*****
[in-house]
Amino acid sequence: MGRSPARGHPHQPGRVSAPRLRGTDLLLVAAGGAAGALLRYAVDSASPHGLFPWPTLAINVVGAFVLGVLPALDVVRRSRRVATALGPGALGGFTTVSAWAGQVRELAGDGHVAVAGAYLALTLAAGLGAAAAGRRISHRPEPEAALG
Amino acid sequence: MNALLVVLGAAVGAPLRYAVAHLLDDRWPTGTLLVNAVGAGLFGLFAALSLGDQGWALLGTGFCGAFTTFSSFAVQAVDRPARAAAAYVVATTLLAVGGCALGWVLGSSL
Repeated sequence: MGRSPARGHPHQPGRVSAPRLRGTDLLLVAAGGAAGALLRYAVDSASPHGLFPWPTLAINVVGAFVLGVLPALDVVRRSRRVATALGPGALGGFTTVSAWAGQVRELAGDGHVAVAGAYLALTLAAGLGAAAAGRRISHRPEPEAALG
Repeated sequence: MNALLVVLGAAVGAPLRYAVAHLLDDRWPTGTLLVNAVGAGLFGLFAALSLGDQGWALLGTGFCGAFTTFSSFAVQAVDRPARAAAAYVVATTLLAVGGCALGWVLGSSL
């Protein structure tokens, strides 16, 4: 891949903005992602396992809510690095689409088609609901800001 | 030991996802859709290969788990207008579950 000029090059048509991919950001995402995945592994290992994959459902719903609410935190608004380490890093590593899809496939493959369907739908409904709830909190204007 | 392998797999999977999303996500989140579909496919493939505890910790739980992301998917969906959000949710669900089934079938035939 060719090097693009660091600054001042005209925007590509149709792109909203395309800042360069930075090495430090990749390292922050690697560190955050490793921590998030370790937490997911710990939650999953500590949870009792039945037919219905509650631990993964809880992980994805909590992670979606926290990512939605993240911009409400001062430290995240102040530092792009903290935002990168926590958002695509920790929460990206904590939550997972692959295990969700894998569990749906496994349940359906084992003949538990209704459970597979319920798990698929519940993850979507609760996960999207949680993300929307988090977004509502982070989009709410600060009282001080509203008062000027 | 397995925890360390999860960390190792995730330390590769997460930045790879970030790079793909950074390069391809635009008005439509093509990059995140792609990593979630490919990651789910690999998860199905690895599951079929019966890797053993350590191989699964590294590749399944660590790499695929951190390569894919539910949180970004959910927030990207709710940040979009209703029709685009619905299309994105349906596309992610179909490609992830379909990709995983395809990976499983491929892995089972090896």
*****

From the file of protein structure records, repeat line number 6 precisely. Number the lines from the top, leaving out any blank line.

């Protein structure tokens, strides 16, 4: 891949903005992602396992809510690095689409088609609901800001 | 030991996802859709290969788990207008579950 000029090059048509991919950001995402995945592994290992994959459902719903609410935190608004380490890093590593899809496939493959369907739908409904709830909190204007 | 392998797999999977999303996500989140579909496919493939505890910790739980992301998917969906959000949710669900089934079938035939 060719090097693009660091600054001042005209925007590509149709792109909203395309800042360069930075090495430090990749390292922050690697560190955050490793921590998030370790937490997911710990939650999953500590949870009792039945037919219905509650631990993964809880992980994805909590992670979606926290990512939605993240911009409400001062430290995240102040530092792009903290935002990168926590958002695509920790929460990206904590939550997972692959295990969700894998569990749906496994349940359906084992003949538990209704459970597979319920798990698929519940993850979507609760996960999207949680993300929307988090977004509502982070989009709410600060009282001080509203008062000027 | 397995925890360390999860960390190792995730330390590769997460930045790879970030790079793909950074390069391809635009008005439509093509990059995140792609990593979630490919990651789910690999998860199905690895599951079929019966890797053993350590191989699964590294590749399944660590790499695929951190390569894919539910949180970004959910927030990207709710940040979009209703029709685009619905299309994105349906596309992610179909490609992830379909990709995983395809990976499983491929892995089972090896």